Transylvania is the largest region of Romania. It is also the westernmost region, the most prosperous, and perhaps the best known.
Central region, around Cluj Napoca
Eastern region (Secuime), with the counties of Harghita and Covasta
Even though some people may only associate the name with tales of bloodthirsty vampires, Transylvania is actually known as one of the most beautiful natural regions in Europe dotted with picturesque, medieval fortress towns and monasteries and lively cities with stunning baroque architecture which offer modern tourism services at a price far below that of, say, Germany or France.
Transylvania has all the history and multi-ethnic culture you want. Although part of Romania, the history of Transylvania has more to do with German Saxons and the former Austro-Hungarian Empire, as far as administration is concerned. However the population has been and remains overwhelmingly Romanian.
Nowadays, almost everyone in Transylvania speaks Romanian, though for many of the ethnic Hungarians -- about 20% of the population, but far more in certain areas -- Hungarian is actually their first language. Few native German-speakers remain, but in any sizeable town you should be easily able to find people who speak at least moderately good English, French, or German.
Transylvania is relatively easy to access, due to its relative economic prosperity, tourism industry and proximity to Central Europe.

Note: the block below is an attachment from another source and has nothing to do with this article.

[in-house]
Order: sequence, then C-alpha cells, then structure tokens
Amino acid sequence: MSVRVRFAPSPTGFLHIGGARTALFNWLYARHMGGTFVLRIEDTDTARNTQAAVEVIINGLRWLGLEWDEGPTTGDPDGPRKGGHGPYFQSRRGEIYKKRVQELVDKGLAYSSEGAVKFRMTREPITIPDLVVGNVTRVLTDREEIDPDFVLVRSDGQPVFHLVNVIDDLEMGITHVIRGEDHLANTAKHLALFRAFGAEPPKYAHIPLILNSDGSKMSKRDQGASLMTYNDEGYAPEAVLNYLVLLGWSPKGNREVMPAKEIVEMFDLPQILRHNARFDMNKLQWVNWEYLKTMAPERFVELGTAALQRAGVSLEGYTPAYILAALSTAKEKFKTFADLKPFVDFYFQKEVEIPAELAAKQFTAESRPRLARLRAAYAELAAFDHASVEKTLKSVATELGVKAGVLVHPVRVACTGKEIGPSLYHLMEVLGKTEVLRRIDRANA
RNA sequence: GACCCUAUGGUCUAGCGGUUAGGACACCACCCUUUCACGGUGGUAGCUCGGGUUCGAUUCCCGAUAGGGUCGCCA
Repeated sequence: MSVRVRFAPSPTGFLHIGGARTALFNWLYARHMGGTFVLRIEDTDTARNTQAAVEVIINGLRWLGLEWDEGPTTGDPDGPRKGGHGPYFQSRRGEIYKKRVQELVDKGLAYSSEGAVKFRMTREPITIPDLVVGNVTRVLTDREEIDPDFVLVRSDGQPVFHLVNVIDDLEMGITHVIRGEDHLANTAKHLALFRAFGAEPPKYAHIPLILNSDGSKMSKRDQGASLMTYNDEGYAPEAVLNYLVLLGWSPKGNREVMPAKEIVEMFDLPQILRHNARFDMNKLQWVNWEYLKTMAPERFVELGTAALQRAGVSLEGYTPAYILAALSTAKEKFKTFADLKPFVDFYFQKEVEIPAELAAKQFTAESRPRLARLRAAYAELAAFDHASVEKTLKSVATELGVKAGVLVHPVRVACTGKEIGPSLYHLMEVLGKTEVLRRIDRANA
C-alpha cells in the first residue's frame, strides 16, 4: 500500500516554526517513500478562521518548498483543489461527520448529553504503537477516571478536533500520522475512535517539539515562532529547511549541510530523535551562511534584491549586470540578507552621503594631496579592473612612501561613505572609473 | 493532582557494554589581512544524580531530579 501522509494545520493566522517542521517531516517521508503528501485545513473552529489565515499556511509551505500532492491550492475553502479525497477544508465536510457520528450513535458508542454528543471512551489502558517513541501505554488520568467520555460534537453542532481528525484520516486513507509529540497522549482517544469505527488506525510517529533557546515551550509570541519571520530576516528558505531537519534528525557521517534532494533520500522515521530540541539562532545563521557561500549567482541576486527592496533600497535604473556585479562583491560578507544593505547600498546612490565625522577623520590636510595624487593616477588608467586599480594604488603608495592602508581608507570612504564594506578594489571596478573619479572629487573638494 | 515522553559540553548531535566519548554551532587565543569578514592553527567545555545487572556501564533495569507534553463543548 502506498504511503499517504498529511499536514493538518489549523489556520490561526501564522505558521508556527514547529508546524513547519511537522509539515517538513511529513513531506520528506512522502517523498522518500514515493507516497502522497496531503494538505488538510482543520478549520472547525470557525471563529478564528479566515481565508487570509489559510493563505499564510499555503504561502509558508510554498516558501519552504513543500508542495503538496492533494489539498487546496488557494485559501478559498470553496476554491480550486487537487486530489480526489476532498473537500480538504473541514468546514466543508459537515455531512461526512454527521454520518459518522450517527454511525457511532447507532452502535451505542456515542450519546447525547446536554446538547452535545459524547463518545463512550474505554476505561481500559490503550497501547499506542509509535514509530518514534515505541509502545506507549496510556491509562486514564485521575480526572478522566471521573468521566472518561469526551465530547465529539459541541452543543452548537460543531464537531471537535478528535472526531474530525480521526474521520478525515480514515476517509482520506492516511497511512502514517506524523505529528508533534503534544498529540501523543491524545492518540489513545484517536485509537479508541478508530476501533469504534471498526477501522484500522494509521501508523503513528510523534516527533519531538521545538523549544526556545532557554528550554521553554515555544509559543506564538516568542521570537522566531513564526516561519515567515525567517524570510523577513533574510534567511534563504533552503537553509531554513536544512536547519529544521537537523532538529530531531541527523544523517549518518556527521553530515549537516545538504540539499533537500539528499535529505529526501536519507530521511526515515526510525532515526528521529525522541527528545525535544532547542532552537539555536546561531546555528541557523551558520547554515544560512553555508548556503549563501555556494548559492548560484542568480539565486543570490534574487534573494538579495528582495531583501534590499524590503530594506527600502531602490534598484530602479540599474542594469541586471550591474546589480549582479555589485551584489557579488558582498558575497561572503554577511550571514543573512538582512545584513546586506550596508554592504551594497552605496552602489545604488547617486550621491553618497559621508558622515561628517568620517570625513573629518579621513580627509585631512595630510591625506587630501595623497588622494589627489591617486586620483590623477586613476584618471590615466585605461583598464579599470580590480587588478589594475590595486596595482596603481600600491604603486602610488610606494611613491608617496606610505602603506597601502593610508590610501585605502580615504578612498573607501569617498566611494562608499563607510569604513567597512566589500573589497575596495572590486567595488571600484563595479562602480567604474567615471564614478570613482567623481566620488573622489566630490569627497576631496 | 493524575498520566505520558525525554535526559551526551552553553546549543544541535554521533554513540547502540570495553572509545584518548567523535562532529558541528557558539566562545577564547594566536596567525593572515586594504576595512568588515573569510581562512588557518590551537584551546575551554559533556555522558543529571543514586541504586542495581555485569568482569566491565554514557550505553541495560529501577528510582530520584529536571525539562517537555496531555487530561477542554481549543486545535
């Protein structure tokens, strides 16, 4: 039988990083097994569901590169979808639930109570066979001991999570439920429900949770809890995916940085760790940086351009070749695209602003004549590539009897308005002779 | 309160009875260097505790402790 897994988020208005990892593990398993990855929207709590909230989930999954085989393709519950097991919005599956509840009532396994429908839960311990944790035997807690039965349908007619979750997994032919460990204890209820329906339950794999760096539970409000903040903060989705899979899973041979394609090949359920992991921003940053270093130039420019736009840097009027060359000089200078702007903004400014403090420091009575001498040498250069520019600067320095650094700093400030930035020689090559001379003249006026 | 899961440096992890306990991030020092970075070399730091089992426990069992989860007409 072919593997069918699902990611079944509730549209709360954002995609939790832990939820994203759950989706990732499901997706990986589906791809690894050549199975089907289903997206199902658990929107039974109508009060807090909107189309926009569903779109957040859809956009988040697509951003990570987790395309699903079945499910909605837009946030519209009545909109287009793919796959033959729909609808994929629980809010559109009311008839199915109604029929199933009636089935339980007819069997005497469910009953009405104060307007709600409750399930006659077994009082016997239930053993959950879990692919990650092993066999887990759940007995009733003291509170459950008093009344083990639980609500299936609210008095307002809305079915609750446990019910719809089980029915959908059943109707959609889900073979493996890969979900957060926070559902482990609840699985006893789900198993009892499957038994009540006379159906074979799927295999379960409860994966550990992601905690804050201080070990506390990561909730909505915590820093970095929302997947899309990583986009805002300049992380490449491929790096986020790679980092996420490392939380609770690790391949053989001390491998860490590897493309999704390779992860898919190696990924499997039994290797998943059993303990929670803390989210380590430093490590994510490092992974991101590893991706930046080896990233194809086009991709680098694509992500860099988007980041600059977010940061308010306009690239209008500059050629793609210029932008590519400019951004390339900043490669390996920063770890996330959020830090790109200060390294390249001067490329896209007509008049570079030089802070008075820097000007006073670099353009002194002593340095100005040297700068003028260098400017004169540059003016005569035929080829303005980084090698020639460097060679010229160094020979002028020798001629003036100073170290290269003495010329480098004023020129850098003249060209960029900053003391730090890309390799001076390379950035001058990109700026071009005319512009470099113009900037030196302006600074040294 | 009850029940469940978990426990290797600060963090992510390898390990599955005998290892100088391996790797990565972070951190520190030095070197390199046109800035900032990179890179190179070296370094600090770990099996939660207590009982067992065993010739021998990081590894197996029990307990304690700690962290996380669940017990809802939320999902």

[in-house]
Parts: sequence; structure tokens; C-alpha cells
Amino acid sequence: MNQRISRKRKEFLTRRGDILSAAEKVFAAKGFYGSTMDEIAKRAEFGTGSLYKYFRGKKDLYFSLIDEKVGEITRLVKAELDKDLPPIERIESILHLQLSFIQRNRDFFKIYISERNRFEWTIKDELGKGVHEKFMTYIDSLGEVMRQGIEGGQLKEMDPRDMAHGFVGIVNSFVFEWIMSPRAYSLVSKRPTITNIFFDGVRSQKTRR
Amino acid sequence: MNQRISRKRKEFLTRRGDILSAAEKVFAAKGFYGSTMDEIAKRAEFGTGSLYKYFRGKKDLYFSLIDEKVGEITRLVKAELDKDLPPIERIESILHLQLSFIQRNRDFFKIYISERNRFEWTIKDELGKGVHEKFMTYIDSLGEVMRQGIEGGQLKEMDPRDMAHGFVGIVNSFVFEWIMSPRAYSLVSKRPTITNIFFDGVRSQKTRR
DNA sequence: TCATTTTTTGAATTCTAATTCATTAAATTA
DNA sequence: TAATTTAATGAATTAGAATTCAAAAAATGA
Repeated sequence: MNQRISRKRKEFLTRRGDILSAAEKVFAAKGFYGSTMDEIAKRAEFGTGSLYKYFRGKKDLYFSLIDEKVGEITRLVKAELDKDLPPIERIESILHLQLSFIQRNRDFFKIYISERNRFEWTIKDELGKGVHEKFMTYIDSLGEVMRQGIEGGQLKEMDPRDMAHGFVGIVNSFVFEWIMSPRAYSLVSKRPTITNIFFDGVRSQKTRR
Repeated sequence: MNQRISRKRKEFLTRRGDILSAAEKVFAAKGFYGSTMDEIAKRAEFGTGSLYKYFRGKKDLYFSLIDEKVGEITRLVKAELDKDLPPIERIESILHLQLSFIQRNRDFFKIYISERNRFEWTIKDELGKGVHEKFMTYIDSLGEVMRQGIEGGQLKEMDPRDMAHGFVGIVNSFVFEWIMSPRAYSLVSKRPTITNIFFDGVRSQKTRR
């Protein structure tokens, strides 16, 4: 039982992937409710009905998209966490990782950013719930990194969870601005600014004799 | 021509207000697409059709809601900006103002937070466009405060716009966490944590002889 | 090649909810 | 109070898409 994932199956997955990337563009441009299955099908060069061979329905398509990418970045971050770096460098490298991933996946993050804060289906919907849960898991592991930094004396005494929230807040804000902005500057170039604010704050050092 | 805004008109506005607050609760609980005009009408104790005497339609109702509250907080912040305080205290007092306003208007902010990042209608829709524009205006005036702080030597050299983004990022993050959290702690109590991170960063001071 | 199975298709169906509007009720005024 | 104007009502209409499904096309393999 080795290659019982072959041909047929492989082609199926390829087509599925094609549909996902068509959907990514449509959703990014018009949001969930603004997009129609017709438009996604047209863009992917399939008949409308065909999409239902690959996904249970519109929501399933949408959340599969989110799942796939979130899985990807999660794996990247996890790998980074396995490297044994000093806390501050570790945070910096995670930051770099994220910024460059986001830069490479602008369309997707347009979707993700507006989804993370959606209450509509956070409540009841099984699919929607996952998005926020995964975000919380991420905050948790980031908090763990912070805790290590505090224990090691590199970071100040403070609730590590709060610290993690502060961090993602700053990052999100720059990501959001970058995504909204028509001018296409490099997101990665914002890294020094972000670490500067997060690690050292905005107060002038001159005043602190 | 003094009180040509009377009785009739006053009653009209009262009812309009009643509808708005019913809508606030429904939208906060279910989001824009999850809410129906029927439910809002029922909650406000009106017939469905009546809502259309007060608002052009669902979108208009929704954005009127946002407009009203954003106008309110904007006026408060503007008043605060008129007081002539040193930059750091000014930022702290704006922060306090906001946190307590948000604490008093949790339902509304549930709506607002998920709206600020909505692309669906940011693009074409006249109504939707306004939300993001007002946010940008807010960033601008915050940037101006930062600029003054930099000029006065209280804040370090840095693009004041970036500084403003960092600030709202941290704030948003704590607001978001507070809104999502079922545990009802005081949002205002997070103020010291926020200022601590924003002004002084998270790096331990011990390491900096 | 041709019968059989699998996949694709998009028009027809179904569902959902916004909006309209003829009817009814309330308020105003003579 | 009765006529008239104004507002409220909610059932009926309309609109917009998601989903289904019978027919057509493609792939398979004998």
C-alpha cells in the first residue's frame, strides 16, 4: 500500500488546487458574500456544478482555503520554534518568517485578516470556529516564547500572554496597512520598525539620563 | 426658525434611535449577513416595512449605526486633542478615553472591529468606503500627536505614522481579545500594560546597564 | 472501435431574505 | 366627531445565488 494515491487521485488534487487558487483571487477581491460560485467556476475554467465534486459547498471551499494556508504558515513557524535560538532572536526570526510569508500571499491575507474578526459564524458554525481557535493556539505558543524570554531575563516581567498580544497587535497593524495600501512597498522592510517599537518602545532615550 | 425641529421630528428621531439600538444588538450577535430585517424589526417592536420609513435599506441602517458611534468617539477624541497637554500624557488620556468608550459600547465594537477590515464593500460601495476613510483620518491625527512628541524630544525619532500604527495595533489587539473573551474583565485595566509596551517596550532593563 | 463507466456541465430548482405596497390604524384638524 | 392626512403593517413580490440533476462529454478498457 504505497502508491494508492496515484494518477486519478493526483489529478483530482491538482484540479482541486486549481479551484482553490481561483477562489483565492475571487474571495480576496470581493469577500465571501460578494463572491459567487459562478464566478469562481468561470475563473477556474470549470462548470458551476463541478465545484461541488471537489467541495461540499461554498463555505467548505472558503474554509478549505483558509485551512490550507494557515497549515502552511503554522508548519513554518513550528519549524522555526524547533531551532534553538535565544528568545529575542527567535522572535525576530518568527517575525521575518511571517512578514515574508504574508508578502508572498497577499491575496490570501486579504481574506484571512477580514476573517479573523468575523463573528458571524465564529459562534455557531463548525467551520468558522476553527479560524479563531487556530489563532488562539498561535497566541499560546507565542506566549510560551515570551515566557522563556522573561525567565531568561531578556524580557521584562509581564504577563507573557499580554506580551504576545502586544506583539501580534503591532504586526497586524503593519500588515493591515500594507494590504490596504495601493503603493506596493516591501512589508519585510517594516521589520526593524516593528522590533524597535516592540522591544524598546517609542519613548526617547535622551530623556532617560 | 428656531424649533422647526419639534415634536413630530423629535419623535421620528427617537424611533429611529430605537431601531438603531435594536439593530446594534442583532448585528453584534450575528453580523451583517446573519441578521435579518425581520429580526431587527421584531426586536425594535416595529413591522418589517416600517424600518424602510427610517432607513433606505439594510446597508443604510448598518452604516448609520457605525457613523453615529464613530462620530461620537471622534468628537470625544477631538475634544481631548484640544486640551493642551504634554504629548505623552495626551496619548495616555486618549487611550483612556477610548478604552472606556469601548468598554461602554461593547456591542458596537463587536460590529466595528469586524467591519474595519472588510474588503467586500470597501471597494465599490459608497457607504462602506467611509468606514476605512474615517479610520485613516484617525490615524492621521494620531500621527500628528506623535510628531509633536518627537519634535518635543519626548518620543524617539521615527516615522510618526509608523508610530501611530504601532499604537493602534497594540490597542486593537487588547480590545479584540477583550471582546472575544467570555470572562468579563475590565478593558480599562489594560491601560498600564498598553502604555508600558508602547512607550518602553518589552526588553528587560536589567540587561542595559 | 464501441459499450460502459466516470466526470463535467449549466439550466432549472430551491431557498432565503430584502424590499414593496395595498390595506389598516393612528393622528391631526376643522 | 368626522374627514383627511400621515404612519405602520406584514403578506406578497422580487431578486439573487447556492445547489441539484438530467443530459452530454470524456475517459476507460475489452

There are three main airports in the region.
There are several daily international trains:
Very frequent trains link cities in Transylvania with Bucharest and major cities in all other regions of Romania. Check timetables on infofer.ro.
Transylvania is a must see destination for people travelling in this part of Europe. Trains are usually the best way to travel between major Transylvanian cities and touristic destinations. However, many of the region's landmarks lie hidden from major transportation routes, so it is recommended you either rent a car or take buses to these places.
You can find great and detailed road maps in any gas station throughout the country, in train stations and in most newsstands. These detailed road maps can lead you anywhere, without much guidance needed. Be careful though for secondary and tertiary roads are not clearly marked, so sometimes you have to ask for directions. People are usually very friendly and will help you get to the destination of your choice.
Buses are becoming a popular means of transportation in Transylvania. Usually, they leave from train stations in major cities, and stop in the central area of smaller ones.
Transylvania is not a land of dangers lurking around each darkened corner. It houses a relatively large bundle of police headquarters, so that if anything goes amiss in your journey, help will be close by.